The_nightmare_before_christmas_poster

A voice over nightmare…

It was the week before Christmas, and Neil, the voice over, was excited about the festive holiday fun that was ahead – lots of eating, drinking and merriment with the family. Before that could begin, however, there was lots of voice over work to be done.

There were scripts for training videos that needed voicing, a script for an easter advert campaign that needed voicing – yes, we’ve not even got through christmas yet, but I’m working on easter voice over stuff – and a number of corporate voice over jobs for on-hold messages and IVR’s that needed updating before the christmas break kicked off.

But there was a problem, you’ve heard of ‘The Nightmare Before Christmas’ …

..well this is most definitely the nightmare for every voice over! It wasn’t to do with the studio, thats easily fixed, it wasn’t to do with time – theres lots of that! This was to do with….the voice!!

Its the season for germs and yukkie stuff! I take my vitamins, eat healthy and do everything I can to stop myself getting sick. Sometimes, it just gets ya though – Ive come down with a stinking cold! Whilst I’m now great at doing husky, sexy sounding voice overs, thats not what my regular clients are really expecting from me!! Cant see it going down to well with my medical clients when I update their ‘on-hold messages’ with a stinking cold, not really on brand!!

So, everything has gotta stop, for now! I do have a secret weeping though…Manuka Honey, every voiceover should use it!

My secret for getting rid of a cold spur quick is proper, homemade honey and lemon. You use a whole lemon and a big dollop of Manuka Honey – its gotta be manuka honey with a UMF level of between 10+ to 15+, its got lots of antibacterial goodness that helps fight colds. Its best taken as you feel yourself coming down with something.

If you’ve got any amazing tips that get rid of colds, Id love to hear them, leave them below. If I don’t speak to you before hand, Merry Christmas and a Happy New Year!

And, of course, if you need a voiceover, I’m around….okay, not right now 😉 Click here to get in touch, I’m gonna be back in the studio voicing stuff real soon.

Neil

 

You can read more about Manuka Honey and its benefits by clicking here

Corporate Voice Over, Showreels and Christmas Update!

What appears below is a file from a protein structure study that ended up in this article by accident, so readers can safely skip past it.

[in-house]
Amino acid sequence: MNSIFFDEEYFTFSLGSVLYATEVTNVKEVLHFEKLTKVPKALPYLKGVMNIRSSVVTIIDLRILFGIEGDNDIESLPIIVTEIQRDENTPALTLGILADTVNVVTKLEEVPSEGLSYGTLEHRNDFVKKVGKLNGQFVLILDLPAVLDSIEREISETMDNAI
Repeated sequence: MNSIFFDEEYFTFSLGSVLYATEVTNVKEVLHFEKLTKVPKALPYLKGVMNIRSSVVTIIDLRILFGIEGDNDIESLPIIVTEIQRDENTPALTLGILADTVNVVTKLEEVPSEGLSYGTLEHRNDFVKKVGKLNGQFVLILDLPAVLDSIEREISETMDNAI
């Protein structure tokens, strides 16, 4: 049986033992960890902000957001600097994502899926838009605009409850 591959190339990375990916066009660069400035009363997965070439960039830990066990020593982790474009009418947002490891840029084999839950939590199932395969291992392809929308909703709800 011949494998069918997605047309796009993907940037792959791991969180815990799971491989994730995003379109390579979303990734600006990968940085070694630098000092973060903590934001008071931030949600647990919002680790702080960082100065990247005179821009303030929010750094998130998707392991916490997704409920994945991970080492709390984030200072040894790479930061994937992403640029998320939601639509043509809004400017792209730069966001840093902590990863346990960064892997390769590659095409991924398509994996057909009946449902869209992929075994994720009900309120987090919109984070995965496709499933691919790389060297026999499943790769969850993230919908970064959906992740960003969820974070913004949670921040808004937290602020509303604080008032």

Unfortunately, the voiceover blog has had to take a back seat recently…due to voice work commitments, lots of corporate voice over jobs recently, more about that in a moment!! I’m not complaining here, honest, keep the work coming, I just wish there were more hours in the day sometimes.

I’m gearing up for Christmas now, lots of festive voice work being done and stuff for the start of 2014. With my own studio and extremely competitive rates, I can offer same day recordings and rush jobs are a breeze – if you need an English male voiceover during the festive season, drop me a line, I won’t be far from the studio.

Since my last post, Ive been busy working on lots of corporate promotion projects, training videos, TV commercials and product demos for companies such as:

  • AMI Learning
  • AutoSport
  • Canyon Spectral Bikes
  • StrikeAd

Lots of clients I have require corporate voice over work or commercial voice work (tv & radio adverts/promos). When Ive had feedback from clients, they’ve commented that they really like the tone of my voice – corporate clients like it as its friendly, upbeat and informative, without being a know-it-all! It gives they company a good voice, so to speak. It makes training videos less monotonous, keeps hold of clients attention during product launches and is clear and easy to understand for on-hold messaging.

Clients I’ve done adverts and promo work for have fed back pretty much the same thing, with the added line of  ‘your upbeat style makes everything more exciting and interesting’. I’m particular good at fast paced, upbeat reads, which, depending on what the client is trying to get across, can work really well on the radio and tv – makes it stand out amongst the voiceover crowd, you sit up and listen.

With the corporate and commercial sectors being a large part of my voiceover work, Ive created two bespoke voiceover showreels to demonstrate what I do, have a listen below:

Corporate Voiceover Showreel

 

Commercial Showreel

You can hear lots more recent voice over samples here.

As I mentioned earlier, I won’t be far from the studio over the Christmas and New Year period, if you need any voice work doing, drop me a line. Also, just because its the festive season, I won’t be cranking up the prices! I’ll still be extremely competitive and deliver your project on time and to the highest standard.

Get in touch here, or fill out the contact form below, and I’ll get right back to you.

If I don’t speak to you before hand, have a great Christmas and all the best for 2014 – its gonna be a stormer!

Neil

Neil Williams English Male Voiceover

http://neilwilliamsvoiceover

 

 

 

 

 

 

A busy voiceover is a happy one

A busy voiceover is a happy one!

September was another busy month, both in the voiceover world and personal world, hence the lack of posts! Quick round up goes like this…
– More voiceovers done for the British Heart Foundation. Main voice for their Great British Bag-A-Thon campaign. Heard recently that the adverts helped them smash last years target for bags collected, so chuffed to have been part of that
– Working with a new TV station, providing on demand voiceover for promos.

– Signed up for another year of work with Global Radio

– Had the voiceover website re-designed, thanks for all the lovely feedback

– Did a sky dive – just as well there wasn’t a microphone recording my voice when I jumped out of the plane at 10,000ft, definitely not for broadcast! It was the most amazing experience, free falling through the sky, went through a cloud – which was really cold, then the parachute kicks in and had the most amazing views over Oxfordshire. Thats me doing the jump in the picture.